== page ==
End Zone Characters

  • Last updated on December 10, 2021

First published: 1972

Type of work: Novel

Type of plot: Allegory

Time of work: c. 1970

Locale: Western Texas

Characters DiscussedGary Harkness

Gary End ZoneHarkness, a star halfback for Logos College in western Texas. The talented Gary, in his early twenties, goes to Logos College after personal anxieties had destroyed his athletic career at Syracuse, Pennsylvania State, Miami, and Michigan State universities. He seems cursed by a terminal case of spiritual sloth generated by his sense of the world’s meaninglessness, a despair that is intensified by his preoccupation at Logos with vivid hallucinations of nuclear catastrophe. Only in the structured patterns enacted on the football field does he find any order in existence (“sport is a benign illusion, the illusion that order is possible”). After the high excitement of Logos’ most crucial football game, Gary feels overwhelmed by his nihilism and gives up to endure hospitalization.

Taft Robinson

Taft Robinson, Logos’ only black student, a brilliant football star recruited from Columbia University. Taft not only has a sprinter’s speed and runs the hundred in 9.3 seconds but also is a bright and reflective young man who rooms alone and sometimes finds his gift for sports to be a burden. He is one of Gary’s closest friends.

Anatole Bloomberg

Anatole Bloomberg, a three-hundred-pound left tackle on offense. Anatole is Gary’s good friend and roommate who shares the alienation of Gary and Taft, all three of them being loners by nature as well as northerners who find themselves in western Texas. Anatole has come to Texas to “unjew” himself, as he puts it. He suffers from bed-wetting and refuses to expose his flesh to the Texas sun. Much of his malaise is caused by the “enormous nagging historical guilt” that he confides he feels as a Jew.

Myna Corbett

Myna Corbett, Gary’s classmate in Mexican geography who becomes his close friend. The 165-pound Myna shares much of Gary’s nihilism. She is blessed with half a million dollars but cursed with blotches on her face. She swathes herself in gold chains, Victorian shawls, and patchwork skirts. She refuses to lose weight and take care of her face on the grounds that her physical condition relieves her of the responsibility of being beautiful.

Emmett Creed

Emmett Creed, the head football coach at Logos. The mythic Creed, known to the press as Big Bend, is a “man’s man” who was voted All-American in college, flew a B-27 in World War II, and played halfback for the Chicago Bears before achieving a series of triumphs in various coaching jobs. For Creed, football is “only a game,” but “it’s the only game.” He exhorts his players to “Write home on a regular basis” and “Don’t ever get too proud to pray.” Under his hard exterior, Creed has much in common with Gary, who observes that “He seems always to be close to a horrible discovery about himself.”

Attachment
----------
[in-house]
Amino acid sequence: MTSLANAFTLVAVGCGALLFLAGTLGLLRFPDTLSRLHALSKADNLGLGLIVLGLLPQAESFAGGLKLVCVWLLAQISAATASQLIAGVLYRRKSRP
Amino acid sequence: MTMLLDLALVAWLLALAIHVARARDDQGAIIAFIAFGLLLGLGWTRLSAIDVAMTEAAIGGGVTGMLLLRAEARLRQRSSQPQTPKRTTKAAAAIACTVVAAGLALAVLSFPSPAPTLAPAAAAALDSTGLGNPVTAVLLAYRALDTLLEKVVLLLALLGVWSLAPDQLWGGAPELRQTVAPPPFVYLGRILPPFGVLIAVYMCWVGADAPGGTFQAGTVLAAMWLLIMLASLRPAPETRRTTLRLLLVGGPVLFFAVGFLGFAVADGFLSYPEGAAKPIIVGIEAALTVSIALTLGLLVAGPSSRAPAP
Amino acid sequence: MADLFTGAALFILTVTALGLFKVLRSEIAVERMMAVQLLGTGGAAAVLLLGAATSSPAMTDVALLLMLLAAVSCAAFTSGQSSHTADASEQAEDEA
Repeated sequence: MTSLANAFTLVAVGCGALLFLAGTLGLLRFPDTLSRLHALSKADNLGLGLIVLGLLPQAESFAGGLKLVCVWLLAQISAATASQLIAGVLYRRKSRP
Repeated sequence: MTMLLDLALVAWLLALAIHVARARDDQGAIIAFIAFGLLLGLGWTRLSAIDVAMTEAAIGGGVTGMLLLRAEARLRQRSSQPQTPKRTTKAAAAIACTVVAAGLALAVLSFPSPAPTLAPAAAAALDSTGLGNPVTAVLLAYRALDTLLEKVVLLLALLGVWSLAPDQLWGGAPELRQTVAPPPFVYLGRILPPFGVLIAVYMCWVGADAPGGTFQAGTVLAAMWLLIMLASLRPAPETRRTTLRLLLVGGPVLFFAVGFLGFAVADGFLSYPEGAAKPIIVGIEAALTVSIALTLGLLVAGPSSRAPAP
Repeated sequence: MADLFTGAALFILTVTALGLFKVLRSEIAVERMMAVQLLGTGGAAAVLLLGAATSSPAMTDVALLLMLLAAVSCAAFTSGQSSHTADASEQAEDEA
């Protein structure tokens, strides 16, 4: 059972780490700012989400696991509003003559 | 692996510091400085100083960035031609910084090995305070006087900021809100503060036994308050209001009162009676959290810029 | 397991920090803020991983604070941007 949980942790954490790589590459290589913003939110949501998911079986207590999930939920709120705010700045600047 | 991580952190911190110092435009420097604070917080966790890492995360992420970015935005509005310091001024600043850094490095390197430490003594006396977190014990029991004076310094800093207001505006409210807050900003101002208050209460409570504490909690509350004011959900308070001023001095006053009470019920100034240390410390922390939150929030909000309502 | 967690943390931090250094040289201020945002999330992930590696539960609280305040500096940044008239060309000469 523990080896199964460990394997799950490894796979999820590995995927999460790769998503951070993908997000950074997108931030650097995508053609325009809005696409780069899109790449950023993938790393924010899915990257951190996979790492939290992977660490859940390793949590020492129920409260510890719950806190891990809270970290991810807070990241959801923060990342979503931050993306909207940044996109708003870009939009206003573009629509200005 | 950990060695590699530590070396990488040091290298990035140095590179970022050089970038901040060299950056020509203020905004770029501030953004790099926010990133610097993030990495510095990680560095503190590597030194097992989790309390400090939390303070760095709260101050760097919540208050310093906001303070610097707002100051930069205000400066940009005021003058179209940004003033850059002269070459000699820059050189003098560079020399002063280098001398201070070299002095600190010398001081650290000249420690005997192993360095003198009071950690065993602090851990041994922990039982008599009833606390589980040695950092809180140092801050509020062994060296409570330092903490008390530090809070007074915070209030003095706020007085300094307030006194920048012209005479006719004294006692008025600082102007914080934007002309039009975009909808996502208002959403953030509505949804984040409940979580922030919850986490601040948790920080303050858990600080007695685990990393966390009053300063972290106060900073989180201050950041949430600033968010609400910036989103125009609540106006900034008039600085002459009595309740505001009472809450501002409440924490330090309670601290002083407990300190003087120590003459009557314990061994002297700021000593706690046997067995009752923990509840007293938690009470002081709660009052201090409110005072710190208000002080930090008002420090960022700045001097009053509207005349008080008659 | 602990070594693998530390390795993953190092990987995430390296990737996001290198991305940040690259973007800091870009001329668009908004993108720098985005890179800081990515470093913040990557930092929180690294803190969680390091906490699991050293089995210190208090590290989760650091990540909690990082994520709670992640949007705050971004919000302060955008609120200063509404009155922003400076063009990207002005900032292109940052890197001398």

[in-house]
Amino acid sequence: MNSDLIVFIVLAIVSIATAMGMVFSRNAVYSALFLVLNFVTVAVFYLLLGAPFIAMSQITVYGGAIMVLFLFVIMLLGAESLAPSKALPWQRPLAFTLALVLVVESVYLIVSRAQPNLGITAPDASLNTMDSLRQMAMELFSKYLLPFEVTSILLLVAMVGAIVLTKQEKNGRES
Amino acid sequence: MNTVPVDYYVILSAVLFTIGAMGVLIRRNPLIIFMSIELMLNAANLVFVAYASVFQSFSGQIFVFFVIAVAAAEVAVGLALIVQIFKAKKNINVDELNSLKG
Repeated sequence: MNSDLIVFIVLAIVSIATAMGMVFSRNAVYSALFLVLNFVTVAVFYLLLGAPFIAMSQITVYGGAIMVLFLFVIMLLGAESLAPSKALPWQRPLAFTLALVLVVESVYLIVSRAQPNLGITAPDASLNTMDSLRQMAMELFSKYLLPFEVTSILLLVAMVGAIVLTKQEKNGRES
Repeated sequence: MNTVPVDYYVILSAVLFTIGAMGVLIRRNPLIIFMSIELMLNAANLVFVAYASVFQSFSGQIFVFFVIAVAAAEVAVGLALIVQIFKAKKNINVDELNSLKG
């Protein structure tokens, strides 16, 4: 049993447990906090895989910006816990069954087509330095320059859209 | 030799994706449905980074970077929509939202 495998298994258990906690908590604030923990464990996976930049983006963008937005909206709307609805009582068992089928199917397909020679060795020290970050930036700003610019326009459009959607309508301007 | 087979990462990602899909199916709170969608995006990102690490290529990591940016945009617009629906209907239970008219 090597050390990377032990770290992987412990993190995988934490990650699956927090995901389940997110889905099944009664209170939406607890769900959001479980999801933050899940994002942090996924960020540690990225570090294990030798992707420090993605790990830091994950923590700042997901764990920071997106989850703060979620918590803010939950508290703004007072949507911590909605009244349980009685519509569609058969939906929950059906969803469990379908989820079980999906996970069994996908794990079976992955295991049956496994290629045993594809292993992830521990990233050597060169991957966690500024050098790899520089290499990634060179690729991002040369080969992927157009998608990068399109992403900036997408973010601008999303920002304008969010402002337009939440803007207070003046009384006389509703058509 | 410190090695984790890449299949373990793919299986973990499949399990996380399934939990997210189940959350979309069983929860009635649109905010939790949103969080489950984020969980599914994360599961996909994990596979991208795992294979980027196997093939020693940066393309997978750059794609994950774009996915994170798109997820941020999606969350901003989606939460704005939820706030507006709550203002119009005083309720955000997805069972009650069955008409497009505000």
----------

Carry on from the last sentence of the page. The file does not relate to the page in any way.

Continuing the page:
Bing Jackmin

Bing Jackmin, a field-goal kicker. Bing is one of the most notable of Gary’s teammates and contributes some of the most beguiling and amusing small talk in the novel. Gary notices that his eyes seem crazed by sun or dust or inner visions.

Major Staley

Major Staley, the commander of the Air Force ROTC unit at Logos. The thirty-eight-year-old major teaches a course in aspects of modern war, and Gary sits in on the major’s fluent disquisitions on missiles and megatons.


Esther and

Vera Chalk

Vera Chalk, friends of Myna and Gary. The Chalk sisters compliment Myna’s neatness and her breadless organic picnic sandwiches with raw carrots and celery tonic. They find numerological mysteries that bind numbers and raw vegetables, and they think of seventeen when they munch their carrots.

BibliographyKeesey, Douglas. Don DeLillo. New York: Twayne, 1993. A thorough introductory study of DeLillo, which covers DeLillo’s major works and includes a chapter devoted to End Zone.LeClair, Tom. In the Loop: Don DeLillo and the Systems Novel. Urbana: University of Illinois Press, 1997. LeClair asserts that DeLillo should be acknowledged as one of America’s leading novelists. In this study, LeClair examines eight of DeLillo’s novels in detail from the perspective of systems theory.Lentricchia, Frank, ed. Introducing Don DeLillo. Durham, N.C.: Duke University Press, 1991. A collection of critical essays providing a solid overview of DeLillo’s art and the social and intellectual context of his writings.Osteen, Mark. “Against the End: Asceticism and Apocalypse in Don DeLillo’s End Zone.” Papers on Language and Literature 26 (Winter, 1990): 143-164. Focuses on the concept of asceticism in End Zone and explores America’s fascination with nuclear annihilation. Osteen compares End Zone with DeLillo’s other novels.
Categories: Characters